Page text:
BMI also tells a complicated story. At the time of diagnosis, BMI is lower in people with dementia than in those without the disease; and BMI tends to fall in the period before dementia is diagnosed. You have to go back 15-20 years to find a time when BMI was higher in those people who would go on to develop dementia many years later than in the wider group. Length of follow-up is therefore critical in understanding risk factors.

More generally, Mika Kivimäki was inclined to the same skepticism expressed above by Carole Dufouil in relation to the causes of the apparent fall in dementia incidence. There has been a 15-20% reduction in age-standardized CVD mortality in the period 2005-2015, but dementia mortality fell by less than 3%. So what is good for the heart is not necessarily good for the brain, he said. We’ve probably still not identified they key drivers of dementia.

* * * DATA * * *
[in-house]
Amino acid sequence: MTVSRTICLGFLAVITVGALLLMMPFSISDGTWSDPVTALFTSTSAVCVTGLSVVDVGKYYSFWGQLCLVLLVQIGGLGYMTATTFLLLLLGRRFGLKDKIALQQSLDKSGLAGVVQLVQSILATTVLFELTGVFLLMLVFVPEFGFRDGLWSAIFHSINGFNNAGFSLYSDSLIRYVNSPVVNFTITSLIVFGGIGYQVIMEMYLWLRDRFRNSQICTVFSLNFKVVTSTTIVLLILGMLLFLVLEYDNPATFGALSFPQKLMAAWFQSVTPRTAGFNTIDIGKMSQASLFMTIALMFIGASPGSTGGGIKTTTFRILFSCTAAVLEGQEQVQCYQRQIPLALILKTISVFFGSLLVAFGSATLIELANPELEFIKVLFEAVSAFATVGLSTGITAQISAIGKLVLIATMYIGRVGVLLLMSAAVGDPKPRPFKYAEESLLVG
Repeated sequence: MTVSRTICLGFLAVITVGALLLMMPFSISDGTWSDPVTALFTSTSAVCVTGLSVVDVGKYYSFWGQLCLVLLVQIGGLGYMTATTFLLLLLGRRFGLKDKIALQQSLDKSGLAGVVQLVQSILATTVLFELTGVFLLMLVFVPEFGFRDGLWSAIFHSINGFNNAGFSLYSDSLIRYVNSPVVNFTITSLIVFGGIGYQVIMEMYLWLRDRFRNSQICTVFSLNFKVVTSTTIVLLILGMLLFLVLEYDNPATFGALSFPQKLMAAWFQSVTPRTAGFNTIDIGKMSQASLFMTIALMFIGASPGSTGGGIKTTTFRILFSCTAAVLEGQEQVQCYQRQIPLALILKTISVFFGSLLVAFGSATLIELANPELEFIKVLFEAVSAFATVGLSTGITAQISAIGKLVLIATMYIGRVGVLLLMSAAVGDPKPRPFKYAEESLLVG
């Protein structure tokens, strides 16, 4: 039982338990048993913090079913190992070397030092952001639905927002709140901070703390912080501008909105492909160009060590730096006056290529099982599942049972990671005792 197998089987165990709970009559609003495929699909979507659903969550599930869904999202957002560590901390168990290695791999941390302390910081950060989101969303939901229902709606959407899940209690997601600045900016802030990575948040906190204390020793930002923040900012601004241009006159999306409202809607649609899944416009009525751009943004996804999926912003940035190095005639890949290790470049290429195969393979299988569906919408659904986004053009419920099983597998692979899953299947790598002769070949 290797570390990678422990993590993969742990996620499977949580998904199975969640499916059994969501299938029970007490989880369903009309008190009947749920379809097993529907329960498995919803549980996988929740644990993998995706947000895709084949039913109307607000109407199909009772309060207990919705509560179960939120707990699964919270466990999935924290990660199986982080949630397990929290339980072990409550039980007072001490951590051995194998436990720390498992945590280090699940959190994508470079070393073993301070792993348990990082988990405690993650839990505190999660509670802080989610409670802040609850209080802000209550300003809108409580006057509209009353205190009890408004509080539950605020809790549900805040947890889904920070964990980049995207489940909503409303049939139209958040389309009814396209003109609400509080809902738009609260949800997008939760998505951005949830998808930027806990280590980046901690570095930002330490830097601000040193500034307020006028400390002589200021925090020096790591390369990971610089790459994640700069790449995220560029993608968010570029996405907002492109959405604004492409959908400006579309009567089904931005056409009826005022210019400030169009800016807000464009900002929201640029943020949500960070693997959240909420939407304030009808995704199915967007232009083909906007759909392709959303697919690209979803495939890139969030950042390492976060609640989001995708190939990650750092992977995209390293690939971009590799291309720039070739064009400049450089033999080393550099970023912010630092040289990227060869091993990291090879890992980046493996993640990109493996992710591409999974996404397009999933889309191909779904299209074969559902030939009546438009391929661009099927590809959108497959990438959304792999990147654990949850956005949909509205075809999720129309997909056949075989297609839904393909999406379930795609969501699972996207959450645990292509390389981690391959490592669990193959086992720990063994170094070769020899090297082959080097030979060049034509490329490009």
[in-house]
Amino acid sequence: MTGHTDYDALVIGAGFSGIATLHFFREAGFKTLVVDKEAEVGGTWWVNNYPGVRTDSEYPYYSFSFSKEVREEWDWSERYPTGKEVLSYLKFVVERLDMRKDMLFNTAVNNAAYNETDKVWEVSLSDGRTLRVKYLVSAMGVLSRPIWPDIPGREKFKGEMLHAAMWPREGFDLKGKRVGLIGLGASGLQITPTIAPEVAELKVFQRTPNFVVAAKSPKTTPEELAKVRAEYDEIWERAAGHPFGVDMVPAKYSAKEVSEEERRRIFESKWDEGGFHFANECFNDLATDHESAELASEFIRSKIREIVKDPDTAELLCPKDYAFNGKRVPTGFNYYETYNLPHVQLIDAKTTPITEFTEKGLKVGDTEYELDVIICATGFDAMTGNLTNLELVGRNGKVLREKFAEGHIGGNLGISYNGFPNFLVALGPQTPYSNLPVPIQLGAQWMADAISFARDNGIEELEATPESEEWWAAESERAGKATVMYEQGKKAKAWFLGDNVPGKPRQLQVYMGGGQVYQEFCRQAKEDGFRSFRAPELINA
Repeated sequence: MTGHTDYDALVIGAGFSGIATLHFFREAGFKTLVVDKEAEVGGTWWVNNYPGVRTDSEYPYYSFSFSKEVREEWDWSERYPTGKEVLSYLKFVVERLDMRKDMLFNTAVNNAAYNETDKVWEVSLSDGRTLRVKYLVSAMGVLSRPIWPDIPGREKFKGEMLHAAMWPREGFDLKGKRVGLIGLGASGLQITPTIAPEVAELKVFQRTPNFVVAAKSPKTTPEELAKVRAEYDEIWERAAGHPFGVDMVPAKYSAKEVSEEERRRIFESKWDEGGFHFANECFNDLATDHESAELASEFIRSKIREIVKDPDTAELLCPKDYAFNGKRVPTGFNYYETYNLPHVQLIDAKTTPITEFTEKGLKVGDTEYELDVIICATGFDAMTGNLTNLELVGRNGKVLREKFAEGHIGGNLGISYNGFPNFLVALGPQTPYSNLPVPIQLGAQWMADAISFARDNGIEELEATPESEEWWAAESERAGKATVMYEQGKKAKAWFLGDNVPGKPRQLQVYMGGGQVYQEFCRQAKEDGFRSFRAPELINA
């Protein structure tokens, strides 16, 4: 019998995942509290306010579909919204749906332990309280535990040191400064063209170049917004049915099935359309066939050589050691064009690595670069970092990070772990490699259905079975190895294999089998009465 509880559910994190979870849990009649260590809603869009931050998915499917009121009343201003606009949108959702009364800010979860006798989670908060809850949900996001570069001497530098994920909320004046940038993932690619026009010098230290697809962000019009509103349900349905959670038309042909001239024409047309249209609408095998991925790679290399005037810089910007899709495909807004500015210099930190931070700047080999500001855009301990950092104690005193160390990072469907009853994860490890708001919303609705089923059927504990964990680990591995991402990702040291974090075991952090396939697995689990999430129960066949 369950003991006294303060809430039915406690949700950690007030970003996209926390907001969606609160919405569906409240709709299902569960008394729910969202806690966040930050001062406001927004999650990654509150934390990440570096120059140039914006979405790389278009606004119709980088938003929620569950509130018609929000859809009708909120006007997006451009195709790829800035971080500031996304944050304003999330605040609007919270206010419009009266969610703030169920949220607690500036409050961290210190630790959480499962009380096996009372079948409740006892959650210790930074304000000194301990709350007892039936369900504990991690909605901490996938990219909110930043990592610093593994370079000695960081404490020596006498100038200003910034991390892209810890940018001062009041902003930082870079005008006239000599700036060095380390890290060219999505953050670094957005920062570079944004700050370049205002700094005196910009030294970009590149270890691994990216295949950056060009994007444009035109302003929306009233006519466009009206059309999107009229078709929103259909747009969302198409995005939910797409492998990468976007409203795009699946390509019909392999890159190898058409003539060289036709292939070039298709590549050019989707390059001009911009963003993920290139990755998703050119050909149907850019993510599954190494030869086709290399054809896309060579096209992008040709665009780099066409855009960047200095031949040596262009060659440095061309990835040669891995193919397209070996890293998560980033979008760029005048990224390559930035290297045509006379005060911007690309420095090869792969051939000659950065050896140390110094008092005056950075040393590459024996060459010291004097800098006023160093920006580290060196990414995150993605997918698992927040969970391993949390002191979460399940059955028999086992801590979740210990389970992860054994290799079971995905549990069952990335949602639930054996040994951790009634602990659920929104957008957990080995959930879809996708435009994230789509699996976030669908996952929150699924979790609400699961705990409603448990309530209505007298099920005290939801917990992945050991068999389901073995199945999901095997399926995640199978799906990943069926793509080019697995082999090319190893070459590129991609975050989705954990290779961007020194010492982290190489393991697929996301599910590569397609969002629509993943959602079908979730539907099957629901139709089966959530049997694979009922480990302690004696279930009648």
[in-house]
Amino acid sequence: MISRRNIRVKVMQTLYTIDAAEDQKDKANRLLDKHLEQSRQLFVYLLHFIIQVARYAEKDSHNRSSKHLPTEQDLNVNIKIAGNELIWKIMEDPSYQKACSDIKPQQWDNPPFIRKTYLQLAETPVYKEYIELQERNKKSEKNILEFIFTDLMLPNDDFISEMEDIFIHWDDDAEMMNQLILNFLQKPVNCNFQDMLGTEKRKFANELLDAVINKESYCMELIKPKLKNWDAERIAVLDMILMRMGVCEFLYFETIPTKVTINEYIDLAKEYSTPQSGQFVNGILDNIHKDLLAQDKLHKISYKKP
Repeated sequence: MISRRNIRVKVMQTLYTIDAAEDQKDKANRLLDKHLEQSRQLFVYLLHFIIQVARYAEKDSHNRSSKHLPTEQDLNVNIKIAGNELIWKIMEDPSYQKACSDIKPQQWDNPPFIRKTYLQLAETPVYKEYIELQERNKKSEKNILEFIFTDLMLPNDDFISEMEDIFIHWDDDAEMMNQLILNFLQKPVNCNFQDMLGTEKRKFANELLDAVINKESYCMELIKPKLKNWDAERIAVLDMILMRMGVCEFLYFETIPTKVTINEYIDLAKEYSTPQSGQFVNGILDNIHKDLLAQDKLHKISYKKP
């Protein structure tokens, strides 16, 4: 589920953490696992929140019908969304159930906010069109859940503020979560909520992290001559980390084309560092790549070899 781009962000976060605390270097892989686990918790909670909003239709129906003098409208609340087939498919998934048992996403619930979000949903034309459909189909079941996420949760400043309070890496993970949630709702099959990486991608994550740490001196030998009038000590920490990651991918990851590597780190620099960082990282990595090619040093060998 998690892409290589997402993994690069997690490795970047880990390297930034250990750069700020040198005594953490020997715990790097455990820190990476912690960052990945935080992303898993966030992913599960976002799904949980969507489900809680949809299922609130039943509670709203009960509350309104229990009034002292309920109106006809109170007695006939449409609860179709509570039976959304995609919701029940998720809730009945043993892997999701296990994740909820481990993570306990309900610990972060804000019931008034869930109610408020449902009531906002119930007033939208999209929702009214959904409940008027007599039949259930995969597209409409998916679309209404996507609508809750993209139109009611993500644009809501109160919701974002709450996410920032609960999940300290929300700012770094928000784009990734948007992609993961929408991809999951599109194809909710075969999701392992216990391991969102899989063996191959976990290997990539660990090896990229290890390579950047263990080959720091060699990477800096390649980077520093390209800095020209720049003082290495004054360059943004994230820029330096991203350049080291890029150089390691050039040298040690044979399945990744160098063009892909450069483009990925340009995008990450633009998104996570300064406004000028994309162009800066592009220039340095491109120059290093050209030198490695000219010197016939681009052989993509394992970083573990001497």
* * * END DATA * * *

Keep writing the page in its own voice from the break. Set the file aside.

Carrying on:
Our correspondent’s highlights from the symposium are meant as a fair representation of the scientific content presented. The views and opinions expressed on this page do not necessarily reflect those of Lundbeck.